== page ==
In typical sensationalistic fashion, Matt Drudge’s current headline reads “HELL FROM THE SEA,” but the truth is that Dennis wasn’t all that bad, especially considering the calamity it could have been. Technically, it was a Category 3 “major hurricane” at landfall — which means, among other things, that its name will be retired from the sextennial hurricane name rotation; there will never be another Dennis in the Atlantic basin — but it seems somewhat questionable (to me at least) whether Dennis really had 125 mph sustained winds at landfall. At any rate, substantial weakening in the hurricane’s final hours over water, combined with a favorable landfall location (with the more heavily populated and flood-prone areas on the less-powerful west side of the storm), conspired to make the damage considerably less severe than virtually anyone would have dared to hope 24 hours ago, when Dennis was strengthening so rapidly that some feared it might become a Category Five monster. Ultimately, the Gulf Coast simply got lucky:
Hurricane Dennis roared quickly through the Florida Panhandle and Alabama coast Sunday with a 120-mph bluster of blinding squalls and crashing waves, but shellshocked residents emerged to find far less damage than when Ivan took nearly the same path 10 months ago.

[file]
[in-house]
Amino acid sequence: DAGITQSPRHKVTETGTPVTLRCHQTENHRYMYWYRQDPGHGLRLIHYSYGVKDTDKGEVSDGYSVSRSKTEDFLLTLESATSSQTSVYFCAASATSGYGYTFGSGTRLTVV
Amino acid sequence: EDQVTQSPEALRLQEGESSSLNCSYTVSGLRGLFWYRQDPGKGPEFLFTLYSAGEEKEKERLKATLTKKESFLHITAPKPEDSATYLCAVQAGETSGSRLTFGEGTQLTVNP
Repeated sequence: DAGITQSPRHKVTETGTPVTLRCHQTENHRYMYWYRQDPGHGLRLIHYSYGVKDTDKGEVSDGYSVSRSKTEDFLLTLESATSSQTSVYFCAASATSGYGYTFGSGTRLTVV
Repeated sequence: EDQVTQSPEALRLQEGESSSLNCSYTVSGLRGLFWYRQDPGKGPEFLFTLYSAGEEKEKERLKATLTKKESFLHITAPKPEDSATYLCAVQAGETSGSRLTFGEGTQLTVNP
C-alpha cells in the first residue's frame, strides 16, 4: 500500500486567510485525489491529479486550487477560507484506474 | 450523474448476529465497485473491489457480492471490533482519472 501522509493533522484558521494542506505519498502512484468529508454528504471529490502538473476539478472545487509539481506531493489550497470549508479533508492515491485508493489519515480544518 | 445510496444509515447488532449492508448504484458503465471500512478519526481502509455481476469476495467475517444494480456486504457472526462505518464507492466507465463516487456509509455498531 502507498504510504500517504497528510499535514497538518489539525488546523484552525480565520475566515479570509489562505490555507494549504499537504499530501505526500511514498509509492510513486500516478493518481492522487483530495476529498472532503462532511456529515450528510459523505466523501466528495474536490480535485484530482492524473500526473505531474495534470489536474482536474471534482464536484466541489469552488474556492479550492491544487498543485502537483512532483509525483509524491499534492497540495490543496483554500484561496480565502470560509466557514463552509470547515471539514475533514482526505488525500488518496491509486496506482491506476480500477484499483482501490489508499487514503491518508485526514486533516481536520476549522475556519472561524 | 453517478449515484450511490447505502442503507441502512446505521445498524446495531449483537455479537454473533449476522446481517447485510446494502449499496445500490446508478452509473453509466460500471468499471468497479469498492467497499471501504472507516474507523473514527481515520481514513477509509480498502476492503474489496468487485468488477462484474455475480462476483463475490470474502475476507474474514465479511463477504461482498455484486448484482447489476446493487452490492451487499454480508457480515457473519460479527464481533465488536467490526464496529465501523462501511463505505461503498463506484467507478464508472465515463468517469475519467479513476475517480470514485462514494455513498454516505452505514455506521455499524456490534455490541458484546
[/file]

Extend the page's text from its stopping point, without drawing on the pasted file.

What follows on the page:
The tightly wound Dennis, which had been a Category 4, 145-mph monster as it marched up the Gulf of Mexico, weakened just before it struck less than 50 miles east of Ivan’s landfall. And despite downed power lines and outages to more than 200,000, early reports indicated no deaths and relatively modest structural damage.
“We’re really happy it was compact and that it lasted only so long,” said Mike Decker, who lost only some shingles and a privacy fence at his home near where the storm came ashore. “It was more of a show for the kids.” …
Escambia County Commissioner Mike Whitehead said initial reports indicate some broken windows, trees and power lines down, minor flooding in downtown Pensacola and a few trees falling on houses.
“Because of where it went in, we missed a real close shot. It went into a relatively unpopulated area,” Whitehead said. “If that thing had shifted 20 miles to the west, we’d have been in trouble, but we got real lucky.”
In Alabama’s coastal Baldwin County, which was ground zero for Ivan last year, officials also breathed a sigh of relief.
“We dodged a bullet,” said emergency management director Leigh Anne Ryals.
Depending on what happens with the steering currents over the next few days, Dennis’s legacy in the United States may be inland flooding, rather than coastal destruction. If the current forecast track holds, this could be a major rain event for the Ohio Valley.
But for now, there is reason to be thankful. Dennis could have been a catastrophe for the U.S. Gulf Coast, but in the end, it wasn’t.